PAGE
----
The recently discovered CCO candidate XMMUJ173203.3–344518 (Acero et al. 2009; Tian et al. 2010) is a point-like source located close to the geometrical center of the shell-type supernova remnant HESS J1731−347 or G 353.6−0.7. The SNR itself is quite unusual as it was first discovered as a strong TeV emitter with H.E.S.S. (Aharonian et al. 2008), and only subsequently was the corresponding weak radio SNR shell identified (Tian et al. 2008). Thus, the remnant belongs to a relatively rare class of TeV-emitting SNRs with only six other TeV-emitting SNRs known so far (e.g., Aharonian 2013). The source XMMUJ173203.3−344518 was discovered during 20 ks follow-up observations of the SNR with XMM-Newton in 2007 and was in the FOV during subsequent Suzaku (Bamba et al. 2012) and Chandra observations of the remnant. The X-ray spectrum of the source can be well described by an absorbed blackbody model with kT ≃ 0.5 keV and an absorption column density of nH ≃ 1.5 × 1022 cm-2 (Acero et al. 2009; Halpern & Gotthelf 2010c; Bamba et al. 2012). A possible deviation from a pure blackbody model has been discussed by Tian et al. (2010) and Halpern & Gotthelf (2010c) and was modeled through an additional higher temperature blackbody or hard power-law component. However, contamination of the point-source spectrum by the surrounding SNR could be responsible for one or several additional components as demonstrated in Bamba et al. (2012), for example.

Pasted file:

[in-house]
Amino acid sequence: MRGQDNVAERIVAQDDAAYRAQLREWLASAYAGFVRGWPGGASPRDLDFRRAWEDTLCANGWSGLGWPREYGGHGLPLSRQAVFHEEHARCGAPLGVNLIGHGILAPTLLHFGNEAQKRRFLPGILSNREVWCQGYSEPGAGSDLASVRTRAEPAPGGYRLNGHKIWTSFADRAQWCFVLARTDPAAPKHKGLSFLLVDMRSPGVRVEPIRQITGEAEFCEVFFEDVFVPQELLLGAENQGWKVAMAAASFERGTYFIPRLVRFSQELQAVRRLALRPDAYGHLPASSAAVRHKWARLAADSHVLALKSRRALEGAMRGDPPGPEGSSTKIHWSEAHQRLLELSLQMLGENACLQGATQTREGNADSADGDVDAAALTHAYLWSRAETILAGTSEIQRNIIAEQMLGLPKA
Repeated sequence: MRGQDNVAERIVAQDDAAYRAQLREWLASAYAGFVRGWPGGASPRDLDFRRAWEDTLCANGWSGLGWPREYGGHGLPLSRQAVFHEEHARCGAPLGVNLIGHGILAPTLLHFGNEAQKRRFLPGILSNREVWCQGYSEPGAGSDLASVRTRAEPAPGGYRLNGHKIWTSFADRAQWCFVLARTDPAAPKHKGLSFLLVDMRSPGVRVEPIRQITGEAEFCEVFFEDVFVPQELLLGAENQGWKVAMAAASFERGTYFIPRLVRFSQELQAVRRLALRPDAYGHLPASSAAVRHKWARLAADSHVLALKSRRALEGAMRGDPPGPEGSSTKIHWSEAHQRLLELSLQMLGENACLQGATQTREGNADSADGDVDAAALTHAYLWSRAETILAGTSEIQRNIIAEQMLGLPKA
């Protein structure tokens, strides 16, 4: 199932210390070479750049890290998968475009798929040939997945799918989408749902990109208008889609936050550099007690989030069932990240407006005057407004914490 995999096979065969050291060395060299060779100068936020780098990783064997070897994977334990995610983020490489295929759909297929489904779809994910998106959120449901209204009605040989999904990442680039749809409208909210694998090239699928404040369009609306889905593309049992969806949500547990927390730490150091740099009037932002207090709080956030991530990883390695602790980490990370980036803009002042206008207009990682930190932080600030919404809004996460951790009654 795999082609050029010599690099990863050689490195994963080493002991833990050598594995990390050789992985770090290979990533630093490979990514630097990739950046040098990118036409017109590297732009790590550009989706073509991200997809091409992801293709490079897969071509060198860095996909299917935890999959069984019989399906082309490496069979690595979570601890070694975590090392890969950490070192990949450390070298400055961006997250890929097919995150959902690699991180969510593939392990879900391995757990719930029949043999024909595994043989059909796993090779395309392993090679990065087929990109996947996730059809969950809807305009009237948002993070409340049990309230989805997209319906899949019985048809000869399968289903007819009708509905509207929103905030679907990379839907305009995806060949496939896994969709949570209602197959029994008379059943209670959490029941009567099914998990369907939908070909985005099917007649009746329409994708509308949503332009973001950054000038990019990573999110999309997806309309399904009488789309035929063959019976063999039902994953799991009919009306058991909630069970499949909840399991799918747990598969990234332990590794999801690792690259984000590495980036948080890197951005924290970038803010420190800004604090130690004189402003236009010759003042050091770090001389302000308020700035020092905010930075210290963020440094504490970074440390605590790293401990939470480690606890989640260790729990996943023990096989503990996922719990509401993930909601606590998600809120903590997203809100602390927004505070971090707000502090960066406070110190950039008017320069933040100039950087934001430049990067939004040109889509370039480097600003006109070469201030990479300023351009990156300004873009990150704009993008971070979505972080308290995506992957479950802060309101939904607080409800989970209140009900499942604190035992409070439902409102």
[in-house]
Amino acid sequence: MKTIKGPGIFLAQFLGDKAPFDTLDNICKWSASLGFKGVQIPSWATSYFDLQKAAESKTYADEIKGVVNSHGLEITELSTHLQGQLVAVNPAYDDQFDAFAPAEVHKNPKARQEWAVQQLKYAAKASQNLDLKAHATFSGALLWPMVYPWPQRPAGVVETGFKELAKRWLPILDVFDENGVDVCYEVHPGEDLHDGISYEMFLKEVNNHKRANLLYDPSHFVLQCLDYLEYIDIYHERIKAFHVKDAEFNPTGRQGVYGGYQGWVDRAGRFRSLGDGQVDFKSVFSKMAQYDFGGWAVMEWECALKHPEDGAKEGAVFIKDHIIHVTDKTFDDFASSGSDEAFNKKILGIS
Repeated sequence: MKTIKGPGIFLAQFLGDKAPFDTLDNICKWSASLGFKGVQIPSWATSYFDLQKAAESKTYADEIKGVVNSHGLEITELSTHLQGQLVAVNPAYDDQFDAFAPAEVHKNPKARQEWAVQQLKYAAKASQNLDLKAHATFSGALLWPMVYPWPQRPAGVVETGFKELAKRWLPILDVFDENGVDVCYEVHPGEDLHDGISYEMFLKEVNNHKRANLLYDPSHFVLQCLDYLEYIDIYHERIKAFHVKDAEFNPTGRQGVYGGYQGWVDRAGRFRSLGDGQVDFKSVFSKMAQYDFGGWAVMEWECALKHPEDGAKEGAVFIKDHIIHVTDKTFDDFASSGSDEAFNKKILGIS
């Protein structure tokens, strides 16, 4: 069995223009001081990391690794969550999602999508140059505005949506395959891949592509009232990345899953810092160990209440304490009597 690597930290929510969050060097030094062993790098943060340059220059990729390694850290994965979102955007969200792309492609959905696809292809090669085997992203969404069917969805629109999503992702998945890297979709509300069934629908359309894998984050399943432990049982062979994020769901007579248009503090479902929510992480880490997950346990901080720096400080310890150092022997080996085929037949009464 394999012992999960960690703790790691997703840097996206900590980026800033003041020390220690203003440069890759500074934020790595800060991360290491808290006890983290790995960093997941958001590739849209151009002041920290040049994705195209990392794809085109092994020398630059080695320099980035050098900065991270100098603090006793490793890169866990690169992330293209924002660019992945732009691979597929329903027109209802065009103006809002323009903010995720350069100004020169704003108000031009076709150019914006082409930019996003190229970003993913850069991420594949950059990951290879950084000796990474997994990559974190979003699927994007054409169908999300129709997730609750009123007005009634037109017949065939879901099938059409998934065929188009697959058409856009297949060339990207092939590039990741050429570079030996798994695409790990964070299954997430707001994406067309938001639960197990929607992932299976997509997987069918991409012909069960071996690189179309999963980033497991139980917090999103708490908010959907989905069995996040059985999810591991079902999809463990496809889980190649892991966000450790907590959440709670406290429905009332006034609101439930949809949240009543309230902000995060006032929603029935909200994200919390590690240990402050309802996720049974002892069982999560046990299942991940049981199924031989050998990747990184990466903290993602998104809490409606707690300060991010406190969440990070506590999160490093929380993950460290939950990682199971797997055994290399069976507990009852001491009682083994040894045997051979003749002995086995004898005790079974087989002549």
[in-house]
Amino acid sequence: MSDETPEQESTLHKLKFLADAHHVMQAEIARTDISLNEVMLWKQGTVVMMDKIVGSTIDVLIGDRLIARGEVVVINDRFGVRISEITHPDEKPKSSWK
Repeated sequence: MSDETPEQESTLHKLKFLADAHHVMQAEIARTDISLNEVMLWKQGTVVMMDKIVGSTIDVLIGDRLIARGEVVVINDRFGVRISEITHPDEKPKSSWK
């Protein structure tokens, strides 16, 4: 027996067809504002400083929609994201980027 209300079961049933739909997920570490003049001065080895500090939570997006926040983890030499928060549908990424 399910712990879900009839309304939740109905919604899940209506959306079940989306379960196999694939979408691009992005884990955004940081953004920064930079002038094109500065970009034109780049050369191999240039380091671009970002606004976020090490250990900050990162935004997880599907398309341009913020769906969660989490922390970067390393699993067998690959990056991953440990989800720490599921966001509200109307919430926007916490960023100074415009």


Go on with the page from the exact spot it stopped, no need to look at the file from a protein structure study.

So far, no long-term X-ray variability has been detected for XMMUJ173203.3−344518 (Halpern & Gotthelf 2010c). Tian et al. (2010) claimed that the additional hard spectral component was different in the 2007 Suzaku and XMM-Newton observations of the source, but given the uncertainties of the spectral extraction for this hard component, no strong conclusions can be drawn.